The Handel melody, commonly used in the U.S., is an adaption of the aria "Non vi Piaque, Ingiusti Dei" from his opera "Siroe, Re di Persia" in which, ironically, the title character longs for the life of a humble shepherd.

There are several settings by American colonial composers, including William Billings (a friend of Paul Revere) and a fellow with the unusual name of Supply Belcher (who was, appropriately enough, a tavern-keeper). "While Shepherds Watched" was a favorite of the English novelist Thomas Hardy, who mentions it several times in his novels and short stories (in his youth, Hardy's family formed a traveling musical group and frequently went caroling at Christmastime).
16. This whimsical carol began as a folk ballad commemorating the transfer of the relics of the three Wise Men to the cathedral of Cologne. Eventually, in the song's lyrics, the Wise Men, or rather their "crawns" (or skulls) evolved into the members of the Holy Family.

Answer: I Saw Three Ships

This lighthearted carol has an incredibly complex history and is actually a cross-breed of two different songs. In the 4th century A.D., St. Helena (mother of Constantine the Great) went to the Holy Land and discovered, among other things, what were believed to be the remnants of the True Cross on which Jesus was crucified, the manger of Bethlehem, and the supposed relics of the three Wise Men (actually three skulls; what happened to the rest of the Wise Men is not known).

These last relics were taken to Constantinople, later to Milan, and finally were brought to Germany by Friedrich Barbarossa, who bestowed them to the cathedral of Cologne.

This last transfer was accomplished with great pomp; the skulls were enshrined in jewelled caskets and arrived in Cologne by ship down the river Rhine. According to the "New Oxford Book of Carols", a popular boatmans' song of the time, which is very similar to "I Saw Three Ships" recounted the final voyage of the three "crawns" (skulls) on the river Rhine. How did the three skulls in the song become members of the Holy Family?.

In 15th century Germany, "ship" songs became popular among German minnesingers (troubadours) which described the coming of Christ using the poetic imagery of a ship laden with precious cargo (which, in the final verse, turns out to be the Messiah, the word of God, and the gifts of the Holy Spirit) and, in some cases, piloted by an angel, with the Virgin Mary on board (one of the best known of these is entitled "Es Kommt ein Schiff Geladen"). The imagery of Christ and Mary aboard a ship was eventually absorbed into songs of the "I Saw Three Ships" genre once the public excitement over the voyage of the Wise Men's relics had subsided. There is also an ancient legend according to which, during the Flight into Egypt, the Holy Family traveled by boat down the Nile and were hidden from Herod's soldiers by reeds. This gives us variants of the song in which "Our Savior Christ and his lady" becomes "Joseph and his fair lady", and probably inspired the nonsensical verse "O they sailed into Bethlehem" (Bethlehem is, in fact, landlocked).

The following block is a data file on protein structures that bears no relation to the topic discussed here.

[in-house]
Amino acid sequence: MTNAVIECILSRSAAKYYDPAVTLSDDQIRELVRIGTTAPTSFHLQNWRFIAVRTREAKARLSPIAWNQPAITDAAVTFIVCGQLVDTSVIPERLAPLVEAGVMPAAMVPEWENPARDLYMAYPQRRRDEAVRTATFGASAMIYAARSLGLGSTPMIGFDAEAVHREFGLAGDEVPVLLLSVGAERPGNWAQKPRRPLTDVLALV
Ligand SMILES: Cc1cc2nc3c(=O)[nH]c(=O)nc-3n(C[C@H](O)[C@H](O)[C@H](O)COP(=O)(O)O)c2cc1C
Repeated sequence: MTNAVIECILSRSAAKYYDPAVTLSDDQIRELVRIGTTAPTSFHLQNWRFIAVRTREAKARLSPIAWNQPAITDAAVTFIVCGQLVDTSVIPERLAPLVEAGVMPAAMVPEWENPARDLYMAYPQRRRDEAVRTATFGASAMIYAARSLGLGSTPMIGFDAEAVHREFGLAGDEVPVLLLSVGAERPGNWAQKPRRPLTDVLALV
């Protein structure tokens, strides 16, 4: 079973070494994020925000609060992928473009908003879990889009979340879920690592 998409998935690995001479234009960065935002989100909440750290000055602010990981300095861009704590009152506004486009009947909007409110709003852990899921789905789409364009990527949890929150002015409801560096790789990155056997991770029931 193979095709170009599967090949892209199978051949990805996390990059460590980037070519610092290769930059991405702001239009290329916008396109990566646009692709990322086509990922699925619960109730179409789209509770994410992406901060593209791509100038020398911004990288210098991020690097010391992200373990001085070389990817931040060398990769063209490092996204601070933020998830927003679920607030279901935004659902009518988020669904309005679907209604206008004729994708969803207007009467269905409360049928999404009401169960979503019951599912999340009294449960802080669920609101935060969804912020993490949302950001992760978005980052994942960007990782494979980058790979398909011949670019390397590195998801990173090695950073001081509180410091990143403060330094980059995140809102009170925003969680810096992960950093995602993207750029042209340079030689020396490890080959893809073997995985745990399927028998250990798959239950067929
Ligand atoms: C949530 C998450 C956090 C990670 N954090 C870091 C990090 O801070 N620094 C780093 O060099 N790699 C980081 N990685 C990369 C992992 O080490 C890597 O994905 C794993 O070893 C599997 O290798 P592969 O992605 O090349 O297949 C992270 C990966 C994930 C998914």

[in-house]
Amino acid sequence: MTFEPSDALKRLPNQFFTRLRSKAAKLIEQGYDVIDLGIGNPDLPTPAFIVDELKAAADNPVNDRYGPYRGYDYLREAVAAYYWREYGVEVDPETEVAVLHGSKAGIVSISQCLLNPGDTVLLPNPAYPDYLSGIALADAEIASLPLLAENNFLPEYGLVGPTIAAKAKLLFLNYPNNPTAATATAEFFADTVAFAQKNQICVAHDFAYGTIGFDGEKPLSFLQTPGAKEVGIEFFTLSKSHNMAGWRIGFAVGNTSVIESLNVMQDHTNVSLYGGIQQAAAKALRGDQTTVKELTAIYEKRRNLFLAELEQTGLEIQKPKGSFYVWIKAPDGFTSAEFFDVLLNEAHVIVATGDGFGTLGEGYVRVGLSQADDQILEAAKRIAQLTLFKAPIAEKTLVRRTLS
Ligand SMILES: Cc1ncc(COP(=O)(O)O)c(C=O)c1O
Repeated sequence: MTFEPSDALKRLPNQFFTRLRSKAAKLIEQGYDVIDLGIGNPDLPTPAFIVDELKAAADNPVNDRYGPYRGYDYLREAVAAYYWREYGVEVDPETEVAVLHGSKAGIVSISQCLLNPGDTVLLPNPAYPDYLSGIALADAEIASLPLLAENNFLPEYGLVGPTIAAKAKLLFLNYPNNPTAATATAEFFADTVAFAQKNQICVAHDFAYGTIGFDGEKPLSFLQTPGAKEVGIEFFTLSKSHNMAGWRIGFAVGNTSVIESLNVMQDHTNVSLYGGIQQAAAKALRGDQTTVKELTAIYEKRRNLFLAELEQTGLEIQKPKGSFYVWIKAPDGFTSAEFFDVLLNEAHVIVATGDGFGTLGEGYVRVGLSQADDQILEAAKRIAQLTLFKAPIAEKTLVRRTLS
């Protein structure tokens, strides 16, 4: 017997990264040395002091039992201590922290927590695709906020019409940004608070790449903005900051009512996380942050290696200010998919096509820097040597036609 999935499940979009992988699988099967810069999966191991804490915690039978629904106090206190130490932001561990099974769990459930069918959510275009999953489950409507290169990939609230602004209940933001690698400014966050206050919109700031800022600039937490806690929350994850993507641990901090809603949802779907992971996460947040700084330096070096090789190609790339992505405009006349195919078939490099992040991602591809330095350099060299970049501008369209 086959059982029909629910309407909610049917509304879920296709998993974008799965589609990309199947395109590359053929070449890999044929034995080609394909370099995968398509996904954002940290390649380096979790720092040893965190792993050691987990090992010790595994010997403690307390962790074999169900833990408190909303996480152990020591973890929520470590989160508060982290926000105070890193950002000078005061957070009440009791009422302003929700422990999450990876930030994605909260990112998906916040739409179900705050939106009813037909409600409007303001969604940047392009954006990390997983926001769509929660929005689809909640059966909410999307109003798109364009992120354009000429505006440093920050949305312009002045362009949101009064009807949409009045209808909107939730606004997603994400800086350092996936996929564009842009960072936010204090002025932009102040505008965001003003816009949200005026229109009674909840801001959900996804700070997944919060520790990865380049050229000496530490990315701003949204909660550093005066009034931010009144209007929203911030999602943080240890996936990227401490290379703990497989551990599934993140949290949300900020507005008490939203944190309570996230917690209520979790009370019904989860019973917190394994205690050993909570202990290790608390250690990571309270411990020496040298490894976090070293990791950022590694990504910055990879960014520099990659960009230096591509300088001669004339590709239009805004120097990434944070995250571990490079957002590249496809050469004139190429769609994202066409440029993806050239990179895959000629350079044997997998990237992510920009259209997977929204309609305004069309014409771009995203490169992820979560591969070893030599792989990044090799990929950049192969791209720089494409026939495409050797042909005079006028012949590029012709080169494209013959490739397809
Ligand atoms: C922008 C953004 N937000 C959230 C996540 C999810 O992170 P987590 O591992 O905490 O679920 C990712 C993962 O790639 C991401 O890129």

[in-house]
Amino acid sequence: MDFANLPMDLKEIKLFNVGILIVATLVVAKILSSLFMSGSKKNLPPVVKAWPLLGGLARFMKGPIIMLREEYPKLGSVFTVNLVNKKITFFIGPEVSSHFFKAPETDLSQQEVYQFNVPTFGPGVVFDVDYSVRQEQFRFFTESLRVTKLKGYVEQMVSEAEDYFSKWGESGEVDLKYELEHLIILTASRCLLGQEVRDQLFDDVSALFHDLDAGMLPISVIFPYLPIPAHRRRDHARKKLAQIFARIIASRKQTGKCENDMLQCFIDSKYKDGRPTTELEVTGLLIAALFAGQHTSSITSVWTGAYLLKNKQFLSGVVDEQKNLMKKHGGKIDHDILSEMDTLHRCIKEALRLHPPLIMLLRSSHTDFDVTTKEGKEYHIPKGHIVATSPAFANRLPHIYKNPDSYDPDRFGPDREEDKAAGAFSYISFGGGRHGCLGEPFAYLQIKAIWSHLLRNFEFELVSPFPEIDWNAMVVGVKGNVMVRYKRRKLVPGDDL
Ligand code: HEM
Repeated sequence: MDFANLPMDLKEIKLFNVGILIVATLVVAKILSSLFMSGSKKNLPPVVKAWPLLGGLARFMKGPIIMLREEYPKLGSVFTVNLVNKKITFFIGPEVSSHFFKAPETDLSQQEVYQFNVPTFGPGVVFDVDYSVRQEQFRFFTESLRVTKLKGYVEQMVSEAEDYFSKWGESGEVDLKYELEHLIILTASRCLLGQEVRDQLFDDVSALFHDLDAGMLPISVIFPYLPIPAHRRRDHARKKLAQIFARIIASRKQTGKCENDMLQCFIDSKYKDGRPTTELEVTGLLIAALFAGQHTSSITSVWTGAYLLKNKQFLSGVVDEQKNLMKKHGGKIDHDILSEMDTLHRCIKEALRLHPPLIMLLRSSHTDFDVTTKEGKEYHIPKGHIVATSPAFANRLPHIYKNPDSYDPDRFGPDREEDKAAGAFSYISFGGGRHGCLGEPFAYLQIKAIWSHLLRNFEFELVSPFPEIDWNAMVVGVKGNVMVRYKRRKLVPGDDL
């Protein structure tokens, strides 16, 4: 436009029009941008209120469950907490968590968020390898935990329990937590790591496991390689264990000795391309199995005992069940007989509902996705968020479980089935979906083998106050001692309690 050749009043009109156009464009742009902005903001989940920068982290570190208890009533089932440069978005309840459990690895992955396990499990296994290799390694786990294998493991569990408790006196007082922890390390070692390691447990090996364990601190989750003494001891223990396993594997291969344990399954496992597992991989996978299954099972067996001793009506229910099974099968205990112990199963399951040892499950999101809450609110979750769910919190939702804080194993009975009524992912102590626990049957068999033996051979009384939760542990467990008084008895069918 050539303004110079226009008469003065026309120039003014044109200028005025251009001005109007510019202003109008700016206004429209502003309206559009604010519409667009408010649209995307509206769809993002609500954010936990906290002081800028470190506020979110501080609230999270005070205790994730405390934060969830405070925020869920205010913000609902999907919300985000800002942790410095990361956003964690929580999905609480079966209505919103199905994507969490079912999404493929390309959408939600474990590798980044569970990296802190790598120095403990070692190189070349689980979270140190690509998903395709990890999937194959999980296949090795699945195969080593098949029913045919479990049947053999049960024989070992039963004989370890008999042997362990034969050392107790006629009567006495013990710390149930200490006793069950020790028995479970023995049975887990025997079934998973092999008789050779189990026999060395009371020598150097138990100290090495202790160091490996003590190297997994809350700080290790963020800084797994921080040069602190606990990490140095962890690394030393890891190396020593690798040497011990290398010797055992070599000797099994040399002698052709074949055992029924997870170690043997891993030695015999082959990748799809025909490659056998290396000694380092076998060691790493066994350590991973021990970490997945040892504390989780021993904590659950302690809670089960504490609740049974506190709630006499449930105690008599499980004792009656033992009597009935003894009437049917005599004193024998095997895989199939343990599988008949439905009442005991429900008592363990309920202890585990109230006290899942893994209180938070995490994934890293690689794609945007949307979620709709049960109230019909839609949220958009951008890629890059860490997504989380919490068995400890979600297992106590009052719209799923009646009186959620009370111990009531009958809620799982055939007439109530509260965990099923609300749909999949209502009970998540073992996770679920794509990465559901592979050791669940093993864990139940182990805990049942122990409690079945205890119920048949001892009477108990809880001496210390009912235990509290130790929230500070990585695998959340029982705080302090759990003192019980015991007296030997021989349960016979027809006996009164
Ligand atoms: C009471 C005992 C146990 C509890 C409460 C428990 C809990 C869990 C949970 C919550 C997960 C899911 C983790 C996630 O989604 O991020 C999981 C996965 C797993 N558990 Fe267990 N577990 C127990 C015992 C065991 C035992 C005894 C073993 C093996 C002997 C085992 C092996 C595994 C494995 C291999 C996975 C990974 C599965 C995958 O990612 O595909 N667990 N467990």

17. Which of these is NOT an African-American spiritual, but rather an (alleged) Appalachian folk song from North Carolina?

Answer: I Wonder as I Wander

"I Wonder as I Wander" first appeared in a collection of Appalachian folksongs and carols entitled "Songs of the Hill Folk" compiled by the American composer and musicologist John Jacob Niles. Niles claimed to have constructed the song from a fragment he had heard in Murphy, Cherokee County, North Carolina in 1933; he said that it was sung to him by the daughter of a family that had been evicted from their dwelling and were camped out with their belongings in the town square.

Many years later, Niles admitted that some of the "folk songs" he had "collected" (which included "Black is the Color of my True Love's Hair" and other carols, such as "Jesus, Jesus, Rest Your Head") were, in fact, his own compositions, written in a folk-like idiom; this may be true of the hauntingly beautiful "I Wonder as I Wander". "Go, Tell it on the Mountain", "Rise Up, Shepherd, and Follow" (sung to a tune which is possibly of English or Welsh origin), and "Mary Had a Baby" are all authentic African-American spirituals from the Civil War era.

The traditional refrain of "Mary Had a Baby"- "The people keep a' coming, but the train done gone"- is thought to be an oblique reference to the Underground Railroad.
18. This carol was written in 1941 by the American composer Katherine K. Davis, though it has sometimes been listed as a traditional Czech carol. It describes a humble gift given to the Christ Child out of great love and became extremely popular when recorded in 1957.